How are things going with the Trainspotting sequel? Is that something you ever could have pictured yourself doing, reuniting with everyone again?
McGREGOR: Well, I always thought it could happen. There was a time when I didn’t imagine doing it. There was never a script of it that I read. Nobody ever sent me a script of it. For ten years, the novel has been around, but it’s taken until just last winter that I got the script for this one. I forget exactly when I read it, but it was late last year, at some point. It’s a really strong script, and it’s going to be extraordinary to be back working with Danny Boyle again, who I always adored working with, and the guys – Jonny [Lee Miller], Ewen [Bremner] and Bobby [Carlyle]. It will be quite extraordinary to do a sequel to a story we made twenty years ago.
Does the sequel have a title yet, or is it still untitled?
McGREGOR: It’s sort of being called T2, but I don’t know if that’s what it’s going to end up being called or not. At the moment, everyone is calling it T2.
Could you ever have imagined that you could add playing Lumiere, the Beast’s singing candelabra, in a live-action Beauty and the Beast film? What was that experience like, making that film with Bill Condon?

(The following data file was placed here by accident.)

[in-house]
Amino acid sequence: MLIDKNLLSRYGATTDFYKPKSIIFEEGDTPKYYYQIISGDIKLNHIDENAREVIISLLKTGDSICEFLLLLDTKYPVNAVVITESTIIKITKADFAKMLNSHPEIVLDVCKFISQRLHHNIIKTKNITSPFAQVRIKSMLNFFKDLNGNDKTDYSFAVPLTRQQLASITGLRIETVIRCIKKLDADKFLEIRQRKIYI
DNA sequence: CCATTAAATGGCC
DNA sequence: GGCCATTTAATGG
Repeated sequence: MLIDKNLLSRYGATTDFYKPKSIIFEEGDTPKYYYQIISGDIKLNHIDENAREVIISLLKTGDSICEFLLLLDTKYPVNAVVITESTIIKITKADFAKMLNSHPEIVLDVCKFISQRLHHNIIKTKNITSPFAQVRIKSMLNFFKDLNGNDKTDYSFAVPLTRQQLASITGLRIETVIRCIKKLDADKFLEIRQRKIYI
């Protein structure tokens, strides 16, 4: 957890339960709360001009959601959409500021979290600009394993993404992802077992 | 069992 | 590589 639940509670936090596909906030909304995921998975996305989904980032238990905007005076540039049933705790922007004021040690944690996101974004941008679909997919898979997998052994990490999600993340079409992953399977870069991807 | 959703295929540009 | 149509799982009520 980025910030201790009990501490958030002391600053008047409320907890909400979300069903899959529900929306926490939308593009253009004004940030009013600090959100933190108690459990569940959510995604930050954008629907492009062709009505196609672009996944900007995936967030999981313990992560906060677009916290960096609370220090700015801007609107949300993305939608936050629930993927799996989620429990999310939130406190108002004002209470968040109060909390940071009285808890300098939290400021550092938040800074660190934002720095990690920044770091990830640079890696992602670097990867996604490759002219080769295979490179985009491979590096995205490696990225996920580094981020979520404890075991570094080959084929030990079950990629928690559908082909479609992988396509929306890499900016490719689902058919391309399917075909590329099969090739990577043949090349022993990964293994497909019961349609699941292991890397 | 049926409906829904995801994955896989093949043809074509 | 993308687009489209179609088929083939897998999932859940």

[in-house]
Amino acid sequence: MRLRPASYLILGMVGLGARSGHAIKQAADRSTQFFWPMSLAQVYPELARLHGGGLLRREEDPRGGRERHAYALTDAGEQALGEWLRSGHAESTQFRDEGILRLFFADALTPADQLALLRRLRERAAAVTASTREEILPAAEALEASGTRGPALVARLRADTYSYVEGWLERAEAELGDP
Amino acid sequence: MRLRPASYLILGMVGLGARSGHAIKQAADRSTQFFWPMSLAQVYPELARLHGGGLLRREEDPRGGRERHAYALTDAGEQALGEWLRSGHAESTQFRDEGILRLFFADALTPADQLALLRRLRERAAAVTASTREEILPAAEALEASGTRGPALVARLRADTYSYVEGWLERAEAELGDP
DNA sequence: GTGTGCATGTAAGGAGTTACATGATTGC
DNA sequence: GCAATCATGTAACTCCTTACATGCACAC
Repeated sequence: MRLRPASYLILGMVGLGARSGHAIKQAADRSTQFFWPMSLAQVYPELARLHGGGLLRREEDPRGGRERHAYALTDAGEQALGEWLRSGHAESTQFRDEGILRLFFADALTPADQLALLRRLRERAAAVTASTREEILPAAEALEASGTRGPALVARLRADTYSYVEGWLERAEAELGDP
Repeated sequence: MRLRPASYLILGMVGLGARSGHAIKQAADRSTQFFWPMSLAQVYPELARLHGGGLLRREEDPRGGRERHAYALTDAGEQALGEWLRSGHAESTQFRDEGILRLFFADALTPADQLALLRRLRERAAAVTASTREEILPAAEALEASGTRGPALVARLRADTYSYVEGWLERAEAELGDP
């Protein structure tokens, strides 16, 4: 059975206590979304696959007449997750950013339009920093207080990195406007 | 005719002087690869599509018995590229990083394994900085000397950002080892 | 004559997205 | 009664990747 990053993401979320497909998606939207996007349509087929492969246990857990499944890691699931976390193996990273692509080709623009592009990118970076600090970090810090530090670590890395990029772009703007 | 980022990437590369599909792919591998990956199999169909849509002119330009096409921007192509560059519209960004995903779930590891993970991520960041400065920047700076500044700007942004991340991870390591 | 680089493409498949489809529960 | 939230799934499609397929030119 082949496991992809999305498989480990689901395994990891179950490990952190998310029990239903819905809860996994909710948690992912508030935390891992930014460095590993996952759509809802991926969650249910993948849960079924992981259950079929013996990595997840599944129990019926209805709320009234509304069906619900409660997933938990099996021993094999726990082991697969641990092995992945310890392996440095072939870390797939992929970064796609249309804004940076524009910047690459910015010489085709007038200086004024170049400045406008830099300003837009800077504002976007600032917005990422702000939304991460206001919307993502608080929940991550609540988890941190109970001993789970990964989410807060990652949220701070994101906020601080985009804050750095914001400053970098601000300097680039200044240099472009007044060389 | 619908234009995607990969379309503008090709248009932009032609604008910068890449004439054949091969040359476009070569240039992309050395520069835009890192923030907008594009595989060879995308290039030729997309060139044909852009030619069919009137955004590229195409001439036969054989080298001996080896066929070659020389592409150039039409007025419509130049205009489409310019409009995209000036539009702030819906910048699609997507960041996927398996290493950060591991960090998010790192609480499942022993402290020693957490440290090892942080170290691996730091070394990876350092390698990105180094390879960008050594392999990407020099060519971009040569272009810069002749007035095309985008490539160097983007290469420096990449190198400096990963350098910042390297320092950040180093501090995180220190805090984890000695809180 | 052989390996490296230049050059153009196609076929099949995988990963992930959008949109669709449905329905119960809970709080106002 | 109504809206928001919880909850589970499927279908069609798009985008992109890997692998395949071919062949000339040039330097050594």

McGREGOR: It’s no different to anything else. It’s interesting because it’s partly animated, but partly not. Voicing an animation is a process. They partly animated off of what you’ve done, and you partly perform off of what they’ve done. It’s a nice collaboration. I really like working with Bill Condon. He’s a director I’d love to work with again. And there are some great actors in it – Stanley Tucci, Emma Thompson, Sir Ian McKellen. We had a great time together when we were working on set. And then, I’ve enjoyed working with Bill on the post-production side of it, as well. And recording the big “Be Our Guest” song was just fantastically fun, and nothing something I’ve done in quite awhile. I haven’t recorded a song for a movie since Moulin Rouge, so it’s been quite a long time.
Last Days in the Desert opens in theaters on May 13th.